After criticism last year for an early rollout, Russia’s Sputnik V vaccine is 91.6% effective against symptomatic Covid-19 and 100% effective against severe and moderate disease, according to an interim analysis of the vaccine’s Phase 3 trial results.
The preliminary findings were published in The Lancet on Tuesday and are based on data gathered from 19,866 participants, of which around three-quarters (14,964) received two doses of the vaccine and a quarter (4,902) were given a placebo.
Sixteen cases of symptomatic Covid-19 were confirmed in the vaccine group 21 days after participants received the first vaccine dose. Sixty-two cases were found in the placebo group — equating to an efficacy of 91.6%.
The trial included 2,144 people over the age of 60 and a sub-analysis conducted on this group revealed the vaccine was well tolerated and had a similar efficacy of 91.8%.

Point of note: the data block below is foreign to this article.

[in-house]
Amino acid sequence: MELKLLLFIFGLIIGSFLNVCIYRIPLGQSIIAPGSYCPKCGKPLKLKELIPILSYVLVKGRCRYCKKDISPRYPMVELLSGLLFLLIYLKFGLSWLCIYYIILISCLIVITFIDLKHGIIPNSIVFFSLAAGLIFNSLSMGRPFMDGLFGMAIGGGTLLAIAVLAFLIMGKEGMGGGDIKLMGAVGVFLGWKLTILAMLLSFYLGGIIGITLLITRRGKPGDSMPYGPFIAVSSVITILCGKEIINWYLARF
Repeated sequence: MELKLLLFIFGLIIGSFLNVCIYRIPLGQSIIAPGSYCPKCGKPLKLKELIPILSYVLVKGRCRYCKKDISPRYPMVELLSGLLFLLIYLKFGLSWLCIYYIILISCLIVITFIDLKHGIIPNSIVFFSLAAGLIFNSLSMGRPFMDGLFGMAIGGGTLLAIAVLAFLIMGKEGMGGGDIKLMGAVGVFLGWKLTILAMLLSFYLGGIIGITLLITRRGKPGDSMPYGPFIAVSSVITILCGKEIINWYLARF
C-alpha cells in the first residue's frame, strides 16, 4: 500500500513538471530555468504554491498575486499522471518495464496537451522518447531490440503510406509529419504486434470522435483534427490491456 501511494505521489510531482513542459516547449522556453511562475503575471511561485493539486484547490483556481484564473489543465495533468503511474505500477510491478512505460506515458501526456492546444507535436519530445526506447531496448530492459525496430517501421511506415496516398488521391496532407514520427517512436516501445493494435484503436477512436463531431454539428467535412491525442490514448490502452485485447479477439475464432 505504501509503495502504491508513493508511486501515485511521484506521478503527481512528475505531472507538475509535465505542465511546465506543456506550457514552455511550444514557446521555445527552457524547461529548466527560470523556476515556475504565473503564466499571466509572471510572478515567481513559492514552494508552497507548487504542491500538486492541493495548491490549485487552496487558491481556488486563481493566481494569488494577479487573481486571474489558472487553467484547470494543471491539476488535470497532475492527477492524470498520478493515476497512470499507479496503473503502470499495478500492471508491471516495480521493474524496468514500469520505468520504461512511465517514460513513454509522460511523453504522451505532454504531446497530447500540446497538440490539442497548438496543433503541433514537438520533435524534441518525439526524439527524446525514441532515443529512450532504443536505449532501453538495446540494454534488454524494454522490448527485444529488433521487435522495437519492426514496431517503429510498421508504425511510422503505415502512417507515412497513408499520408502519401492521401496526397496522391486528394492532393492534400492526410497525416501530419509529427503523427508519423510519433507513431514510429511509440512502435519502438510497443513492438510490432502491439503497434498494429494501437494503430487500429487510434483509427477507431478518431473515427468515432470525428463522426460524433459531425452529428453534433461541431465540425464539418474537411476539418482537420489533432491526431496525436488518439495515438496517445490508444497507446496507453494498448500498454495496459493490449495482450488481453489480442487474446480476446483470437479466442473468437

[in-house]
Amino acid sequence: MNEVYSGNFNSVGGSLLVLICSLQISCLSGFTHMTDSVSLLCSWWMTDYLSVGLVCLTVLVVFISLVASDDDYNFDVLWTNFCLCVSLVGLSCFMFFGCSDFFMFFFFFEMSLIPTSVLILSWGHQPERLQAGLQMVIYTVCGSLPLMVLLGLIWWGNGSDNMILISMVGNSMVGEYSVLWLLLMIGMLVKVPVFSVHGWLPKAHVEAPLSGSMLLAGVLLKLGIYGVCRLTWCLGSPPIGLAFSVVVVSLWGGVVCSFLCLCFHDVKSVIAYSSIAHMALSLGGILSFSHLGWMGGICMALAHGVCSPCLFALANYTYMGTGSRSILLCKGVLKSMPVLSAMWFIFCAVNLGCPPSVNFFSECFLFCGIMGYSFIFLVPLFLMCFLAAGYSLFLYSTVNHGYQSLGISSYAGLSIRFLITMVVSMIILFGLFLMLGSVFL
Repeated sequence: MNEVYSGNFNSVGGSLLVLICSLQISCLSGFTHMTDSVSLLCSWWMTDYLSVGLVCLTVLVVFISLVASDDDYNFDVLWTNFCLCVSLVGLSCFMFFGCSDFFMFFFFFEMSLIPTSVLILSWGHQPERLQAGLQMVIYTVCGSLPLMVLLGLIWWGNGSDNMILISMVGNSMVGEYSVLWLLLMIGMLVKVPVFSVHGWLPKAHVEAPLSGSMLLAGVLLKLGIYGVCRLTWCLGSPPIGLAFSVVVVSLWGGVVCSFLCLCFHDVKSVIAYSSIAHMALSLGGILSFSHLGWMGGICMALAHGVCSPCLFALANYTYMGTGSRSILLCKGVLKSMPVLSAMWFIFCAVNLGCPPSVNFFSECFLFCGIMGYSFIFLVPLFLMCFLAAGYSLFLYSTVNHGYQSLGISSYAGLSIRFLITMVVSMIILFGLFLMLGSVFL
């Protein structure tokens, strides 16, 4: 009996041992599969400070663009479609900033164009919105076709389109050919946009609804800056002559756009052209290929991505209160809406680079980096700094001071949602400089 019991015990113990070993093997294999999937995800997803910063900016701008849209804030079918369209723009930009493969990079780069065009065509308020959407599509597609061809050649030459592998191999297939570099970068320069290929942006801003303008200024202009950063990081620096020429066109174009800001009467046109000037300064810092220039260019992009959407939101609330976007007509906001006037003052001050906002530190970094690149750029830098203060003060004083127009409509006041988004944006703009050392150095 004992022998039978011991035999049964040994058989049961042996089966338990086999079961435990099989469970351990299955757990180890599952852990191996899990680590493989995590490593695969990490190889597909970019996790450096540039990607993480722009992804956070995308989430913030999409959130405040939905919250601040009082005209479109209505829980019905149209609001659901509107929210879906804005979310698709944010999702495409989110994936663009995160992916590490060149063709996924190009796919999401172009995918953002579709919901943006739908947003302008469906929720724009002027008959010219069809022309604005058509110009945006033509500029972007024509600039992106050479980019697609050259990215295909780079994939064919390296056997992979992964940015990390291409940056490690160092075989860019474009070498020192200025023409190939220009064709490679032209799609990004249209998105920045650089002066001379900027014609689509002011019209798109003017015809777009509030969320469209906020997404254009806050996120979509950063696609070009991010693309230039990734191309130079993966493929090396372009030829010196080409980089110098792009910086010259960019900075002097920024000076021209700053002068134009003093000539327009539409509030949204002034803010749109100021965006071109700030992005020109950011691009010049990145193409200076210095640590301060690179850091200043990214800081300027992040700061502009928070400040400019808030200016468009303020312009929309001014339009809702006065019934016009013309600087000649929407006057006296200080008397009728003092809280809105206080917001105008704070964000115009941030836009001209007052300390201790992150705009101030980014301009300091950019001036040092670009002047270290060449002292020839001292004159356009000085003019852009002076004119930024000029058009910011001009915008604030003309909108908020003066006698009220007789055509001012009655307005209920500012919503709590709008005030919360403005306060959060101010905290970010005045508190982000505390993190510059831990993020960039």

The team also analyzed the efficacy of the vaccine against severe and moderate Covid-19 disease and 21 days after the first dose no severe or moderate cases were reported in the vaccinated group, while 20 were reported in the placebo group.
Serious adverse events were also rare and none was considered to be associated with vaccination. The majority of side-effects that were reported were mild, such as pain at the injection site, flu like symptoms and low energy levels, according to the study.
The analysis includes only symptomatic cases of Covid-19, however, and the authors note more research is needed to understand the vaccine’s efficacy against asymptomatic Covid-19, transmission and how long protection may last.
The majority of participants in the trial were also White so further research is needed to confirm the results across other ethic groups. The trial is also ongoing and is aiming to include a total of 40,000 participants.
Read the full story: